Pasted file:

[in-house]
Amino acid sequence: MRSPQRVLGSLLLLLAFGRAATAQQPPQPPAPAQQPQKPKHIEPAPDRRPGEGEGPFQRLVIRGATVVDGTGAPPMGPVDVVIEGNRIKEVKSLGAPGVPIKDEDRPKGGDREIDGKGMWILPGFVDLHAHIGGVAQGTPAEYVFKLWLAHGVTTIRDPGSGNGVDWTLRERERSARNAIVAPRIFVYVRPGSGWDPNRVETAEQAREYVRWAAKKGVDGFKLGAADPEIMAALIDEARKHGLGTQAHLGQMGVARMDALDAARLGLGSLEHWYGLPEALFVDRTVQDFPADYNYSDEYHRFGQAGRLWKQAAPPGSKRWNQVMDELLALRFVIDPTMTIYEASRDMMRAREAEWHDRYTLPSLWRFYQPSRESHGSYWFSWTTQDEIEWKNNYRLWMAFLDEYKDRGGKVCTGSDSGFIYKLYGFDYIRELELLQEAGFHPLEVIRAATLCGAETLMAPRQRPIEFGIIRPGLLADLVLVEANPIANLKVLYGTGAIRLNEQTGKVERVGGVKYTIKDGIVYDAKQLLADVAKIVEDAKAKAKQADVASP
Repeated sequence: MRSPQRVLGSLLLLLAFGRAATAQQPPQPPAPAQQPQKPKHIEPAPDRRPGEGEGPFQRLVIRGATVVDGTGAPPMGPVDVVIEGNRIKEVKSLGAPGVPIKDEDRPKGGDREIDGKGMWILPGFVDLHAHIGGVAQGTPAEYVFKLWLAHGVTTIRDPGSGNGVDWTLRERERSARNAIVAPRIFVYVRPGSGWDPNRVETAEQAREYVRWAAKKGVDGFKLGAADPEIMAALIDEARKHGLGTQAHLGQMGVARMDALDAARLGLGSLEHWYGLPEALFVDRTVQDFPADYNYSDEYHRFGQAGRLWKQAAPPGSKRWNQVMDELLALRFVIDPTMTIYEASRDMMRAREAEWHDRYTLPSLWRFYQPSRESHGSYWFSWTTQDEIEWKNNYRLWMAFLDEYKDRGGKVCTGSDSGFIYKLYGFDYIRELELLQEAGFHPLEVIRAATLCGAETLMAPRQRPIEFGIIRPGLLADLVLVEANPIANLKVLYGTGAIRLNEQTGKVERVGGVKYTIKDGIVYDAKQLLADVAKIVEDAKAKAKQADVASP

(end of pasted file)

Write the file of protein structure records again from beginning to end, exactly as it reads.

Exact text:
[in-house]
Amino acid sequence: MRSPQRVLGSLLLLLAFGRAATAQQPPQPPAPAQQPQKPKHIEPAPDRRPGEGEGPFQRLVIRGATVVDGTGAPPMGPVDVVIEGNRIKEVKSLGAPGVPIKDEDRPKGGDREIDGKGMWILPGFVDLHAHIGGVAQGTPAEYVFKLWLAHGVTTIRDPGSGNGVDWTLRERERSARNAIVAPRIFVYVRPGSGWDPNRVETAEQAREYVRWAAKKGVDGFKLGAADPEIMAALIDEARKHGLGTQAHLGQMGVARMDALDAARLGLGSLEHWYGLPEALFVDRTVQDFPADYNYSDEYHRFGQAGRLWKQAAPPGSKRWNQVMDELLALRFVIDPTMTIYEASRDMMRAREAEWHDRYTLPSLWRFYQPSRESHGSYWFSWTTQDEIEWKNNYRLWMAFLDEYKDRGGKVCTGSDSGFIYKLYGFDYIRELELLQEAGFHPLEVIRAATLCGAETLMAPRQRPIEFGIIRPGLLADLVLVEANPIANLKVLYGTGAIRLNEQTGKVERVGGVKYTIKDGIVYDAKQLLADVAKIVEDAKAKAKQADVASP
Repeated sequence: MRSPQRVLGSLLLLLAFGRAATAQQPPQPPAPAQQPQKPKHIEPAPDRRPGEGEGPFQRLVIRGATVVDGTGAPPMGPVDVVIEGNRIKEVKSLGAPGVPIKDEDRPKGGDREIDGKGMWILPGFVDLHAHIGGVAQGTPAEYVFKLWLAHGVTTIRDPGSGNGVDWTLRERERSARNAIVAPRIFVYVRPGSGWDPNRVETAEQAREYVRWAAKKGVDGFKLGAADPEIMAALIDEARKHGLGTQAHLGQMGVARMDALDAARLGLGSLEHWYGLPEALFVDRTVQDFPADYNYSDEYHRFGQAGRLWKQAAPPGSKRWNQVMDELLALRFVIDPTMTIYEASRDMMRAREAEWHDRYTLPSLWRFYQPSRESHGSYWFSWTTQDEIEWKNNYRLWMAFLDEYKDRGGKVCTGSDSGFIYKLYGFDYIRELELLQEAGFHPLEVIRAATLCGAETLMAPRQRPIEFGIIRPGLLADLVLVEANPIANLKVLYGTGAIRLNEQTGKVERVGGVKYTIKDGIVYDAKQLLADVAKIVEDAKAKAKQADVASP